The centrifugal force in a spinning drum is used by both magnetic and friction auto belay devices, but in very different ways. The force causes brake shoes to move outward against a metal drum (shown above), creating frictional drag that opposes rotation. These brake pads perform mechanical work by slowing the release of the webbing and controlling the fall of a climber, while also releasing kinetic energy as heat and leaving small dust particles (think what happens when you use a pencil eraser, you get rubber particles and it is sometimes hot to touch).
The high thermal energy inside the device causes the braking mechanism to deteriorate (a phenomenon known as brake fade), resulting in increased descent speeds during heavy use. Because brake dust affects the braking mechanism and heat reduces the amount of friction, a friction brake will deteriorate as the number of cycles increases. Magnetic auto belays do not have contacting, sacrificial wear parts that degrade in proportion to the number of climbs, which is why they are more commonly used in high throughput facilities. Furthermore, if a foreign substance, such as water, gets inside a friction drum brake, it can alter the frictional properties and cause catastrophic failure of the brake mechanism.
The device attaches to the top of a wall with friction braking auto belays. They function similarly to car brakes. It’s essentially a drum with a number of plates, or “shoes,” as they’re known. These shoes press against the inner side of the drum, generating friction from the centrifugal force generated during descent and lowering the climber at a safe and controlled rate.
What type of Climbing Auto Belay system is best for you?
Any indoor wall operator wants an auto belay that is simple to install, use, and relocate. As a result, indoor hydraulics are becoming less common. Second, an auto belay system must be able to withstand hundreds of climbs per day in high throughput facilities. A magnetic braking auto belay can withstand cycle after cycle without deterioration in braking performance, whereas friction devices will inevitably heat up and require brake pad replacement. The magnetic technology works as consistently as your compass points north.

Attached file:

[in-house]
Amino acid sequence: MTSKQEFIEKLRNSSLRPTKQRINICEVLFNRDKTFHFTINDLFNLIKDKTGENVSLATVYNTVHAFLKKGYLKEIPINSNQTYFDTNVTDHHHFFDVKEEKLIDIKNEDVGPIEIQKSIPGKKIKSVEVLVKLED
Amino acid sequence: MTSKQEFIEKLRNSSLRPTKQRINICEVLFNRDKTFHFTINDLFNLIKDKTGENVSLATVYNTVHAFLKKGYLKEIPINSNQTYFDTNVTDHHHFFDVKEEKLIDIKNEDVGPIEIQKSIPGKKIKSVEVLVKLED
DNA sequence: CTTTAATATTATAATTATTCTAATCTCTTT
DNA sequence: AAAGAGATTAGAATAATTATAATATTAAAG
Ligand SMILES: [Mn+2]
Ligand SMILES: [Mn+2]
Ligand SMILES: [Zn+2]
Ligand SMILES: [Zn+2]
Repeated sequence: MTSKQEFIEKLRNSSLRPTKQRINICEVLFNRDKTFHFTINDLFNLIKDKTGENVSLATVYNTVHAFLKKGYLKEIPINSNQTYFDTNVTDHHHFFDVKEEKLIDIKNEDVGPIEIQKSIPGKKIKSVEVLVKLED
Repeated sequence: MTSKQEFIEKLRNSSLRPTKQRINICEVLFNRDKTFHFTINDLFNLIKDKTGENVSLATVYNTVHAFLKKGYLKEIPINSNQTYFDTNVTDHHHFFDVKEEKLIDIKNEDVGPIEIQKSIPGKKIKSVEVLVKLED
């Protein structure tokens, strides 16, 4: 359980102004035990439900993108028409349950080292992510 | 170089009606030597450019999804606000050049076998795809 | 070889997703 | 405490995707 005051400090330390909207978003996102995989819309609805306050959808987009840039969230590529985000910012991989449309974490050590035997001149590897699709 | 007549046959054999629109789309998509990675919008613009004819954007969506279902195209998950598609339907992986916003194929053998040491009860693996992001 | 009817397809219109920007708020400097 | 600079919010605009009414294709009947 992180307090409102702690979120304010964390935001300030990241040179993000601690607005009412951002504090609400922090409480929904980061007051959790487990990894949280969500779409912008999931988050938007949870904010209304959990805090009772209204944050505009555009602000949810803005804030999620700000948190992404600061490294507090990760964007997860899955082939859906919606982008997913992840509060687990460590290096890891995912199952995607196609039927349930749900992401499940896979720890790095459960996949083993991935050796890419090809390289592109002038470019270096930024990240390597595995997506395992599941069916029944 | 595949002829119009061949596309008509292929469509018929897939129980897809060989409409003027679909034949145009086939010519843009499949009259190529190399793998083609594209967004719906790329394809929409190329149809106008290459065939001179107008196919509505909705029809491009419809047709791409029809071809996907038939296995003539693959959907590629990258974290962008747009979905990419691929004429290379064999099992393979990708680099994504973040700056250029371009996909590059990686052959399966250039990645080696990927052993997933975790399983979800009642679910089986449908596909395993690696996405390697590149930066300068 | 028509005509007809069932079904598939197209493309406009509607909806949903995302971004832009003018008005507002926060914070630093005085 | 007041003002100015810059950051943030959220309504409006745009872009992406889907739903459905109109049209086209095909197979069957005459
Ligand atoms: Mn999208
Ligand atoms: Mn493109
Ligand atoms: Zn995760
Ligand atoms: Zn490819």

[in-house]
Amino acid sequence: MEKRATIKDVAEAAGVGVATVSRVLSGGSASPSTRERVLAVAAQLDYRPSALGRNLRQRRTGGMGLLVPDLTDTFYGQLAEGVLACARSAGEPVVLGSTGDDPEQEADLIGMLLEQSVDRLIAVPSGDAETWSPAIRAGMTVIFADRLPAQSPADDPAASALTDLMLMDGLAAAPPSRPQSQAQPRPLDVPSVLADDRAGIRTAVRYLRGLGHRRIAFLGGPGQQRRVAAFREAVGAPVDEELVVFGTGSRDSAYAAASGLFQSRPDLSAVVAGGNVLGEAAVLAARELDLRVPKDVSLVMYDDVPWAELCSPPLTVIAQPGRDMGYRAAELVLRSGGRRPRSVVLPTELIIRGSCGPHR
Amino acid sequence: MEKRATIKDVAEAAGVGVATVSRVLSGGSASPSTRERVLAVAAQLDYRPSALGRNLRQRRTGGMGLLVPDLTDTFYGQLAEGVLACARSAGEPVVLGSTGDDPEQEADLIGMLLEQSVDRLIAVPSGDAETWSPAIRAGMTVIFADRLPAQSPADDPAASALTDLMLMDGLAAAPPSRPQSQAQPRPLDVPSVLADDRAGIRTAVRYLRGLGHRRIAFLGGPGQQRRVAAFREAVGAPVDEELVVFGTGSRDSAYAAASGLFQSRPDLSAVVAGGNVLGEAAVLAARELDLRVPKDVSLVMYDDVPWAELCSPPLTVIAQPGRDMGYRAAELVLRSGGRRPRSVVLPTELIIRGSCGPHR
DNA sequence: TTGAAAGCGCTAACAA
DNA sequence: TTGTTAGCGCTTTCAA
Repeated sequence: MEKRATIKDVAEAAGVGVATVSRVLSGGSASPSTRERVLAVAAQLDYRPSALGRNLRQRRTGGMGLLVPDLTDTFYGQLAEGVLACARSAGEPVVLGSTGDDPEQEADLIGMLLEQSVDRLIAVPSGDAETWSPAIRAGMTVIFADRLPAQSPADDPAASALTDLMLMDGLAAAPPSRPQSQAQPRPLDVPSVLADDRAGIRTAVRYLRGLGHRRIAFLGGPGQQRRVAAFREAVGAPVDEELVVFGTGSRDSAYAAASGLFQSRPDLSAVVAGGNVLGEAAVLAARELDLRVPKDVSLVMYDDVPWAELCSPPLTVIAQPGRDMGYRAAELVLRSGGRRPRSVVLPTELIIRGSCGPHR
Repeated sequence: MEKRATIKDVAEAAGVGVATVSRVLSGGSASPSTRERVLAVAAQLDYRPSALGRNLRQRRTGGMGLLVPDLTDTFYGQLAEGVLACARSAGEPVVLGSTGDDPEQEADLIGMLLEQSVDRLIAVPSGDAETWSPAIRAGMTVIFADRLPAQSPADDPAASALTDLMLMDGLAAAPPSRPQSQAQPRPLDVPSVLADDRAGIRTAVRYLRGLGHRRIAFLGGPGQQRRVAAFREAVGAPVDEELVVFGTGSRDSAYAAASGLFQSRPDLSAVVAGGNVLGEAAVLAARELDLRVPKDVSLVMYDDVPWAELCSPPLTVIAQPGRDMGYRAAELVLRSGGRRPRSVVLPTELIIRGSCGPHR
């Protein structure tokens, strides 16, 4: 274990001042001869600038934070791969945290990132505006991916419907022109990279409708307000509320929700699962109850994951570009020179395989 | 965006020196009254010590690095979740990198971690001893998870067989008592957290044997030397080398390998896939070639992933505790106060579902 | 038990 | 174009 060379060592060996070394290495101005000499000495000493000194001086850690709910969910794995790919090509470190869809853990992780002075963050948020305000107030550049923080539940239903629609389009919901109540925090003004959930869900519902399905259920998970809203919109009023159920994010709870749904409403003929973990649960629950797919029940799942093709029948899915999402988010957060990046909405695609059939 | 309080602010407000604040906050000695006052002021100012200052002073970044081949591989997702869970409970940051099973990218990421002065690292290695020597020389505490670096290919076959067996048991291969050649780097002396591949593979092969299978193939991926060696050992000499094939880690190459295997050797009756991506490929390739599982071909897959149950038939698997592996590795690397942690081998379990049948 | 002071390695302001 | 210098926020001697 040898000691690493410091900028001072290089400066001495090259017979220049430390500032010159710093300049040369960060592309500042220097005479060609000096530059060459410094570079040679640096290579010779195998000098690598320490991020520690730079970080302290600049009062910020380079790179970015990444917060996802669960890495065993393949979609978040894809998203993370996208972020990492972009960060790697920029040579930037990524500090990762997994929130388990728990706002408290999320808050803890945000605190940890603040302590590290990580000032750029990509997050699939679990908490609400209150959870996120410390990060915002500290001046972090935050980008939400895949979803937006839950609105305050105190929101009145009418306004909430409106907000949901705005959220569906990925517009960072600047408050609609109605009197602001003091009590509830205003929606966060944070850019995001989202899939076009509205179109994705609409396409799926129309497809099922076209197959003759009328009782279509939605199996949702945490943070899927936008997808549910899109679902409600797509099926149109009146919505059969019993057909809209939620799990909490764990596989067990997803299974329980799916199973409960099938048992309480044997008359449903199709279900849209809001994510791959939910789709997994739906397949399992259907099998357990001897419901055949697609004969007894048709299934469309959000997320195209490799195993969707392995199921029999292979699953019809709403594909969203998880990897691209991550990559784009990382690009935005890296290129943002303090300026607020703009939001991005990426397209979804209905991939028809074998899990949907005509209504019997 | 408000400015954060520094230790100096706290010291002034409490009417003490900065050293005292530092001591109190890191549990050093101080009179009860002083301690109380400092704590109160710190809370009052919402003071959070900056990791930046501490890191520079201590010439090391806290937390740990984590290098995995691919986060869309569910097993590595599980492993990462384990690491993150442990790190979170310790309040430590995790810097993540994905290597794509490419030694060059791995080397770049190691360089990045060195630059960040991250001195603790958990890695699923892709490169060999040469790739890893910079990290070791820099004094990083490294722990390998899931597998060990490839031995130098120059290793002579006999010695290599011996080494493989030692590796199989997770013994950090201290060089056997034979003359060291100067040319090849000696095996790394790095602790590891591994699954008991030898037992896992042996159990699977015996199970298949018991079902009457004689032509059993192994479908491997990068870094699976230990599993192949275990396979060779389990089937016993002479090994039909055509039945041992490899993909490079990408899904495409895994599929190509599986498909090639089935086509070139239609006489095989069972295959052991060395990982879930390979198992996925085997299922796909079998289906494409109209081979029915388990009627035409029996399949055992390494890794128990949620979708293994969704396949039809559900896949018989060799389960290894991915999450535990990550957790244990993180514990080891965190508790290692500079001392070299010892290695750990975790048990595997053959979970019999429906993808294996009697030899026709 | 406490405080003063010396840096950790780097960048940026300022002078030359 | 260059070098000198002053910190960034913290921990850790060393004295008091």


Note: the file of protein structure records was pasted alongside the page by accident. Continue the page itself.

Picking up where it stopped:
The TRUBLUE Auto Belay is the only auto belay that uses magnetic eddy current braking technology, which provides advantages in addition to dependability and cyclic endurance. The patented magnetic braking mechanism of Head Rush allows each device to adjust to each climber’s weight and provide a consistent descent experience for everyone. The greater the weight of the climber, the more conductive material enters the magnetic field, and the more braking is applied. As a result, the TRUBLUE auto belays are self-regulating, providing climbers of all weights with the same descent experience.
So, now that you understand the various types of auto belays and how they work, go out and teach your friends! Maybe the next time you’re running laps at the gym, you’ll feel better about climbing on auto belays.
Vertical Auto Belay systems
Grow your climbing community by providing more access to more routes for more climbers.
Auto Belay makes climbing simple and approachable, turning first-time users into return customers. TRUBLUE Auto Belays are engineered to minimize maintenance and are built to last. Our patented magnetic braking system, delivers the smoothest user experience, the highest level of reliability, and dramatically reduces device downtime.
Additional expert Information regarding Auto Belay technology
Interested to read more about the Auto Belay technology and expert opinions?
- Comparison of Auto Belay’s: what’s new in the TRUBLUE iQ series
- Using Technology to Make Your Climbing Gym Accessible and Inclusive
- A Closer Look at the Auto Belay System
- Next Generation Auto Belay – TRUBLUE iQ
- Every modern climbing gym should have these 5 features
- Everything You Need to Know about Buying Auto Belays
- Increase Revenue and Customer Satisfaction at Family Entertainment Centers
- Catch-and-Hold: What is it and how does it work?
- Leading the Way in profitable and safe climbing
- Why Family Entertainment Centers Trust TRUBLUE Auto Belays
- Creating Value for Customers by Using an Auto Belay
- TRUBLUE iQ+ World’s first catch-and-hold auto belay
- Drive Revenue and Customer Satisfaction with Auto Belays
- 7 Ways Magnetic Braking Is Better Than Friction
- No Belayer Necessary: Understanding Auto belays
- Competitive Advantage of an Auto Belay
- ROI at Climbing Walls and Family Entertainment Centers
- Auto-Belay and hands-free climbing challenges
- Why using Auto Belays Boosts your Business
- The Science of Eddy Current Magnetic Braking